With the first anniversary of The Marshall Fire* on our minds, it’s a good time to reevaluate our own individual readiness for the unexpected. Are you ready? Could you find your documents and your kids and be out of your home on short notice? Or if you were sequestered in your home for an extended period of time, do you have basic provisions to last?
I suggest that we all take time this week to make sure we have the basics of disaster preparedness covered. A great resource that will help you get ready for any eventuality can be found at www.ready.gov.
While we’re at it, let’s also apply emergency preparedness lessons to our individual financial situations. After all, disaster can strike in forms other than those at the hands of Mother Nature.
Pay attention and heed warnings. When it comes to your money, you will find plenty of warnings. Here’s one: You need at least three months’ income safely tucked away where you can get your hands on it in a hurry. We call this a contingency (or emergency) fund.
Know what you have. You need an up-to-date understanding of your bank accounts, insurance policies, retirement accounts, investments and other financial assets. You also need to know what you owe: mortgages, credit card accounts, home equity loans, student debt — all of it. When you subtract what you owe from what you own, you come up with your net worth. Knowing the amount of your net worth will empower you, even if at first it shocks you. Let the light of truth move you to action!
Know the way out. Debt enslaves you and limits your options. Knowing how to get out is key to regaining your financial freedom. Secured debts, when lenders have collateral in the form of physical assets, are safe debts. If you need to get out quickly, you can sell the collateral to pay off the debt. If you are a slave to unsecured debt, breaking free will be more challenging. You won’t have collateral to sell, but you’ll have the knowledge to create a get-out-of-debt plan that works. (Visit the Rapid Debt-Repayment Plan in my book, “Debt-Proof Living.”) Knowing how to get out is half the battle.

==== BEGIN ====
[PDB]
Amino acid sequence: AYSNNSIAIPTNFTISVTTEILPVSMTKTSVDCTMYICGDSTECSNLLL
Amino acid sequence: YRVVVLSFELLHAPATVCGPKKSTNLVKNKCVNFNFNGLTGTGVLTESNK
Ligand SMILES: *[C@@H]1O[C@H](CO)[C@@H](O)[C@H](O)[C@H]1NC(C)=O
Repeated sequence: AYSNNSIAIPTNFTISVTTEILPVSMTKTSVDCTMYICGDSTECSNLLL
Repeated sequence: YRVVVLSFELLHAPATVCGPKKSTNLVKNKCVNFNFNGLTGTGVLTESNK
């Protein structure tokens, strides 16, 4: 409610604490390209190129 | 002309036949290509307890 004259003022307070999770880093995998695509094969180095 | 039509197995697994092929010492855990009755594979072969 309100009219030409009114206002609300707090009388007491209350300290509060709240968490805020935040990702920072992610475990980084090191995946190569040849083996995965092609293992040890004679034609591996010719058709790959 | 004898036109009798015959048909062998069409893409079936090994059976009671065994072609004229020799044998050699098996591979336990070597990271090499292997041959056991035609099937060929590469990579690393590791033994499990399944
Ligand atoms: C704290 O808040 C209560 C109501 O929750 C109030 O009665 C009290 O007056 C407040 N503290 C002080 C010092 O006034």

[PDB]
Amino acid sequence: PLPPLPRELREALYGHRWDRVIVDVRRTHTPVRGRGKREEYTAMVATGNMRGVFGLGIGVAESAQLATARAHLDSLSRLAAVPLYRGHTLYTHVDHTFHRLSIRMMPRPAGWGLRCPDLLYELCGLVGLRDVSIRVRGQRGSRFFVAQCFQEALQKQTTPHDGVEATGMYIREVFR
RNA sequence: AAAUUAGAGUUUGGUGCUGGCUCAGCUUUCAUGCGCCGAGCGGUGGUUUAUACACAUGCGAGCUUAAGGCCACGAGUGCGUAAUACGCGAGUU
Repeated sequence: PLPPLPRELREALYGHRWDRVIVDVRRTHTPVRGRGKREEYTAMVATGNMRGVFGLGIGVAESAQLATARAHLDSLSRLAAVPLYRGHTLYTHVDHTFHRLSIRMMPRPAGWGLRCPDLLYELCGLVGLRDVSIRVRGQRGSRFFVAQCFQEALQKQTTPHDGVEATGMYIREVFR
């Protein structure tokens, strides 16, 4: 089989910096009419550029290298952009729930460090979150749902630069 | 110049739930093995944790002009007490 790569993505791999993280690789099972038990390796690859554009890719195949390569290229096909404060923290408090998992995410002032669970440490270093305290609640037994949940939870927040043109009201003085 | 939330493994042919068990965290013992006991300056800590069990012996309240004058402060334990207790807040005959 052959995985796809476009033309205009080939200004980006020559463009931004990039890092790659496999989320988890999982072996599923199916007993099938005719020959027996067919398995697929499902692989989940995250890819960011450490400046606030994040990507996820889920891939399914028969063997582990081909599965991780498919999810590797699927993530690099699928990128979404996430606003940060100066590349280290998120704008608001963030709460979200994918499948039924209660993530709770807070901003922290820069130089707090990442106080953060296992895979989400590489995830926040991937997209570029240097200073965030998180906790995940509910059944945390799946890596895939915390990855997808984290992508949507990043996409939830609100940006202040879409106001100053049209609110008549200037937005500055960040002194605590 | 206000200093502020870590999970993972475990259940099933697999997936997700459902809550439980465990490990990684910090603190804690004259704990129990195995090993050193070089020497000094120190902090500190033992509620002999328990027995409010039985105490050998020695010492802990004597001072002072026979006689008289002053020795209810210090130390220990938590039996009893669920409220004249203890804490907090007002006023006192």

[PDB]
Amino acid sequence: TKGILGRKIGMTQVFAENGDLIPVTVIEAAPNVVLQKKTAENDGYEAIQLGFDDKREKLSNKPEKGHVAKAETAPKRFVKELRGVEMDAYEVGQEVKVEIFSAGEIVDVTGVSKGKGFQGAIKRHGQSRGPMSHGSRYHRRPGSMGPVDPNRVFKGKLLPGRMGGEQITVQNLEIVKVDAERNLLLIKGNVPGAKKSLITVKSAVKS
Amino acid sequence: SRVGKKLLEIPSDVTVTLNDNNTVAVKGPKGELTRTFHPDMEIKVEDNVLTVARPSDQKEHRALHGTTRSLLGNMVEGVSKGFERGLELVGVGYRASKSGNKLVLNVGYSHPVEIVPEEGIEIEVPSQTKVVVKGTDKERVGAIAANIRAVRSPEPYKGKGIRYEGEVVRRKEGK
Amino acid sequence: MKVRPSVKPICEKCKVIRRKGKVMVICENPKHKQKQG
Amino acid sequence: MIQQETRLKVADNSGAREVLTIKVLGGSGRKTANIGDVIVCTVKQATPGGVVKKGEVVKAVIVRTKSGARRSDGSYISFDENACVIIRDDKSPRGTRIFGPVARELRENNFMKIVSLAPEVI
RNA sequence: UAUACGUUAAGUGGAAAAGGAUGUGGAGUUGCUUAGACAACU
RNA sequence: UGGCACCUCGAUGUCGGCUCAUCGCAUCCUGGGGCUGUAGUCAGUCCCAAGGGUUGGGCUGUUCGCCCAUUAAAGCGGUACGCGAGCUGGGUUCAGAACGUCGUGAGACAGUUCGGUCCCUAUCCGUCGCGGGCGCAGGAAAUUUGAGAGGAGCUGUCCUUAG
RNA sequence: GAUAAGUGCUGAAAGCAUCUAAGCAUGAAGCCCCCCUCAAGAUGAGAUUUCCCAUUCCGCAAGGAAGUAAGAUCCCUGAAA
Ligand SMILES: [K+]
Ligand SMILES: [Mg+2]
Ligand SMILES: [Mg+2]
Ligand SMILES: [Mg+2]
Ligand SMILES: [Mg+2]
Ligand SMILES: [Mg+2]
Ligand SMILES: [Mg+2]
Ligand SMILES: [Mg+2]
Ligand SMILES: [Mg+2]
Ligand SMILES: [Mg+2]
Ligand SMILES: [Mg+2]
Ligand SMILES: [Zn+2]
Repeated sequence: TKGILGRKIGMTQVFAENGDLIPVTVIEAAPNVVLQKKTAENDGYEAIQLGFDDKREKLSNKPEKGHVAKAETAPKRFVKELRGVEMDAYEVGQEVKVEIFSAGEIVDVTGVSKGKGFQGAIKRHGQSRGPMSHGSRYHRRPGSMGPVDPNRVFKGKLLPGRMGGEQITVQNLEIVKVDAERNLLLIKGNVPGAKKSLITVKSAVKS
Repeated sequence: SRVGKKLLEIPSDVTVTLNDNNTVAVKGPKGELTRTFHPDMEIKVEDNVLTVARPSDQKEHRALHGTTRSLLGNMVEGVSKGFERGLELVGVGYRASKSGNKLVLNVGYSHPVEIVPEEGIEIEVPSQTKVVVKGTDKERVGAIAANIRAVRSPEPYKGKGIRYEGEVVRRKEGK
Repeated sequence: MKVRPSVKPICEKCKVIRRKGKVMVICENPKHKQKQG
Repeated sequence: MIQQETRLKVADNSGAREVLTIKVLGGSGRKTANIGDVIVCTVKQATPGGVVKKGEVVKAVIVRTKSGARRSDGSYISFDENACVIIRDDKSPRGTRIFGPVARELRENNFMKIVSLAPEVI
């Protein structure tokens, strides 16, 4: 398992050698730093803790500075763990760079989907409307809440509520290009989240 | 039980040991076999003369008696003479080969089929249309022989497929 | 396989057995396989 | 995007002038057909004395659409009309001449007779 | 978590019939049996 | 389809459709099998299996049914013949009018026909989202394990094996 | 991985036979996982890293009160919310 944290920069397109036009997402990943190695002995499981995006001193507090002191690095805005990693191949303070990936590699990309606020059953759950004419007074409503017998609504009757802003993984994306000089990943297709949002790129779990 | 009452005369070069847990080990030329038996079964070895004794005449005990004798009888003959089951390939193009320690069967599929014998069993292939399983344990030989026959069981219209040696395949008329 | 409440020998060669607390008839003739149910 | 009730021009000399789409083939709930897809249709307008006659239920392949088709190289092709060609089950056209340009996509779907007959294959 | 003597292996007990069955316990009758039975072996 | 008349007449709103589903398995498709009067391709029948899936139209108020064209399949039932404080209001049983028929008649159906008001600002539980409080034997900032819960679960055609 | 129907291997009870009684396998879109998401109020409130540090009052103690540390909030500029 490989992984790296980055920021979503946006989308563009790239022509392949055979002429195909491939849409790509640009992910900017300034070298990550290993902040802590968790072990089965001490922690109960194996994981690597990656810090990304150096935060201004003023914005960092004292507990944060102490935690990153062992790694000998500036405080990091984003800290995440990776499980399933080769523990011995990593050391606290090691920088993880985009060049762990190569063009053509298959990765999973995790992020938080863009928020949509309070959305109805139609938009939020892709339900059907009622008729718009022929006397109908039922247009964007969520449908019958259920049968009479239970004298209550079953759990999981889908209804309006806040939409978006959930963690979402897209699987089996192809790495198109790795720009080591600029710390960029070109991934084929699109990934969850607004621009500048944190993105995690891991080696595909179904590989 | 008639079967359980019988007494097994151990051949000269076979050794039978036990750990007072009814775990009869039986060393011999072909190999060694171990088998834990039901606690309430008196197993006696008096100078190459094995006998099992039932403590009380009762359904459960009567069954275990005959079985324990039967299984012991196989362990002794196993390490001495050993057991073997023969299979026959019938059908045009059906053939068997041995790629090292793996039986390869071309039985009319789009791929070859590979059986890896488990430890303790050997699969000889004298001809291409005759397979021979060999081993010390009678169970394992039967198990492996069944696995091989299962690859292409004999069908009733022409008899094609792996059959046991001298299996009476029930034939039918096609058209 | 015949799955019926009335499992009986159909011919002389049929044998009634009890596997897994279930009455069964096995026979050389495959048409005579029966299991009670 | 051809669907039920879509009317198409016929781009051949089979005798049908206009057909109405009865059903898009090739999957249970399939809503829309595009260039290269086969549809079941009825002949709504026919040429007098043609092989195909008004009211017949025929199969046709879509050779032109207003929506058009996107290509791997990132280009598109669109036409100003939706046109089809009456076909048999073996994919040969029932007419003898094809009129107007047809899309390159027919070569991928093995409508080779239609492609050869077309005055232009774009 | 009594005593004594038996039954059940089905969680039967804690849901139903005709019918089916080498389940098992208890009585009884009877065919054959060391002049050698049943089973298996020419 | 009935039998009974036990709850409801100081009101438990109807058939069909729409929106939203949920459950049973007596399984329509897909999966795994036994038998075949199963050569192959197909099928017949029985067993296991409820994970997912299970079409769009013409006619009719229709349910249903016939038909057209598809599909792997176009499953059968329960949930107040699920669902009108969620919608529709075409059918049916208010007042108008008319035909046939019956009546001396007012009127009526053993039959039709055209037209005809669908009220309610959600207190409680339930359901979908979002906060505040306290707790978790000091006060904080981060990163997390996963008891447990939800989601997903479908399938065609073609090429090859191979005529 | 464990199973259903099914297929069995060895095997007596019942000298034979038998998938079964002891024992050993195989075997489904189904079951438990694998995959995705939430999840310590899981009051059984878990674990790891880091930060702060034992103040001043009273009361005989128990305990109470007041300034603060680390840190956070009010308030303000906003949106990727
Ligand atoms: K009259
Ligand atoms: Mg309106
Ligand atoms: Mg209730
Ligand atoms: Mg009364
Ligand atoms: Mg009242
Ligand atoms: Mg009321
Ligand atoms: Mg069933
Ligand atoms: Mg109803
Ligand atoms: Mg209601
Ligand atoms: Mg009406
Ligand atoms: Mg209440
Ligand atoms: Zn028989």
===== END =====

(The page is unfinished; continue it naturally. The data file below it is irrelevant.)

Don’t panic. After learning that you have just lost your job, that your mortgage rate has just reset, or any other kind of a financial crisis you can think of, staying calm is the key to riding out the storm. Panic is never the right response. Keeping a cool head and seeking the best advisers possible are the ways to get through any kind of financial challenge.
Take charge of your own situation. Whether you think your situation is fair or not, don’t waste a moment blaming others or waiting for someone else to rescue you. Instead, pick yourself up, figure out the best way to fight back, and then get busy. It’s a lot easier to keep going once you have started to move forward. Tough times don’t last, but tough people do!
*On Dec. 30, 2021, The Marshall Fire outside Boulder, Colorado, in a matter of a few hours ripped through 6,000 acres, taking with it two precious lives and 1,084 homes and structures, at a cost of $513,212,589. It came within about 10 miles or our home.